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Obesity- Tipping Back the Scales of the Nation 19th April, 2017

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Obesity- Tipping Back the Scales of the Nation 19th April, 2017

  1. 1. Sharon Egan Public Health, Responsibility Deal Policy Lead, Department of Health
  2. 2. Obesity: Tipping Back the Scales of the Nation Event 19th April 2017 The Childhood Obesity Plan: Prevention and Early Intervention Sharon Egan Childhood Obesity Programme Department of Health
  3. 3. Obesity affects too many of our children We are becoming obese EARLIER and staying obese for LONGER
  4. 4. Prevalence of excess weight among children 4 Child overweight (including obesity)/ excess weight: BMI ≥ 85th centile of the UK90 growth reference One in five children in Reception is overweight or obese One in three children in Year 6 is overweight or obese 25.0% 24.2% 22.7% 21.2% 19.3% 17.8% 16.0% 15.0% 13.7% 11.5%12.0% 11.2% 10.3% 9.7% 9.0% 8.3% 7.6% 7.0% 6.8% 5.7% 0% 5% 10% 15% 20% 25% 30% Most deprived Least deprived Obesityprevalence Index of Multiple Deprivation 2010 decile Year 6 Reception Scale of the challenge Obesity prevalence by deprivation decile
  5. 5. Source: IPSOS MORI A problem, but not my problem?
  6. 6. Tackling such a complex issue 8
  7. 7. Breaking the cycle of obesity ©2014 by American Physiological Society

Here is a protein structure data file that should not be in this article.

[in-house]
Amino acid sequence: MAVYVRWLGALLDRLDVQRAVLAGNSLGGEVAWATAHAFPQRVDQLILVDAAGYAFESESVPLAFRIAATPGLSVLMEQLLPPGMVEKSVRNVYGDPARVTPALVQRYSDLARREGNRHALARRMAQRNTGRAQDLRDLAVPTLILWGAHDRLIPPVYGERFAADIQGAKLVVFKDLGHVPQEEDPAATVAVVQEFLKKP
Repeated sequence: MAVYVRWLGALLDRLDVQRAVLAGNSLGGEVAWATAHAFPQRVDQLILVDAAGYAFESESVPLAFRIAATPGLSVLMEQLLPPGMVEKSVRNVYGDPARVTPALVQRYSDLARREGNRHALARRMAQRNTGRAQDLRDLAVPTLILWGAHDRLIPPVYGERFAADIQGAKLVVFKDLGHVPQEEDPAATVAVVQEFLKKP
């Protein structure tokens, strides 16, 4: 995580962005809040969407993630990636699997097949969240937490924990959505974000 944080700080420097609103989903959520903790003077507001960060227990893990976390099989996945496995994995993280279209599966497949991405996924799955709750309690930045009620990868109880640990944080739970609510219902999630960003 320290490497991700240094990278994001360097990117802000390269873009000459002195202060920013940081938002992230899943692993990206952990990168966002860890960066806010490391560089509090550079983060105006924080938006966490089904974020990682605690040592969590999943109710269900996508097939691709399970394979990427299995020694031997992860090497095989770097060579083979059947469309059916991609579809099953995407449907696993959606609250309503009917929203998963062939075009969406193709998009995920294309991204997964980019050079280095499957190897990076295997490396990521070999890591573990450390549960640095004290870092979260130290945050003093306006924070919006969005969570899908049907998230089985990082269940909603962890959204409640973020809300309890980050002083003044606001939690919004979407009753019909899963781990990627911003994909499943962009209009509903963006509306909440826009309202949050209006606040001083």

8. 8. The policy challenge • Epigenetics • Gut microbiota • Packaging and Portion size • Technological development • Family and friends • Social networks
  9. 9. Being overweight is ‘normal’
  10. 10. We eat much more than we think…. Source: Behavioral Insights Team 2016 …we snack more too Our food environment influences what and how much we eat
  11. 11. Children’s sugar consumption
  12. 12. We lead increasingly sedentary lifestyles • Less than a quarter of children aged 5-15 are achieving recommended amounts of physical activity per day. • Physical activity levels have decreased over the last decade. • However, increasing the amount of exercise children do is not the silver bullet – a 34kg 8-10 year old would need to run for 45 mins to burn off a 500ml bottle of sugary fizzy drink.
  13. 13. A World-Leading Plan • Published August 2016 • Set of over 20 ambitious actions, focusing on: – Schools – Healthier environment – Working together • Built on the best evidence • Sets out a challenge for the whole system
  14. 14. 17 • The government childhood obesity plan includes a range of measures … tackling the environment, behaviour, lifestyles and awareness. Sugar levy NPM Reformulation Food labelling Schools
  15. 15. We will make schools healthier Around two in ten children aged 5-15 years meet the government recommendations* for physical activity (boys 23%, girls 20%) *Child recommendations for physical activity in CMO report 2011 – one hour moderate activity per day Source: Health Survey England 2015
  16. 16. We will support early years settings • Revising menus for early years settings to form part of updated guidelines on meeting dietary recommendations • Raising awareness of the guidelines amongst early years providers • Updated Early Years Foundation Stage framework to reference physical activity guidelines
  17. 17. Childhood Obesity Plan- Early Years • “Make Every Contact Count” • Nutrition, physical activity, healthy weight messaging and weaning advice • Sugar reduction in foods targeted at babies and young children • Revised menus for early years settings • Re-committing to the Healthy Start scheme • The start of a conversation
  18. 18. The Keystone of a Wider Programme Childhood Obesity Programme Local Authorities NHS FamiliesIndustry Schools • Whole Systems Approach • The start of a conversation • Everyone has a role: what’s yours?

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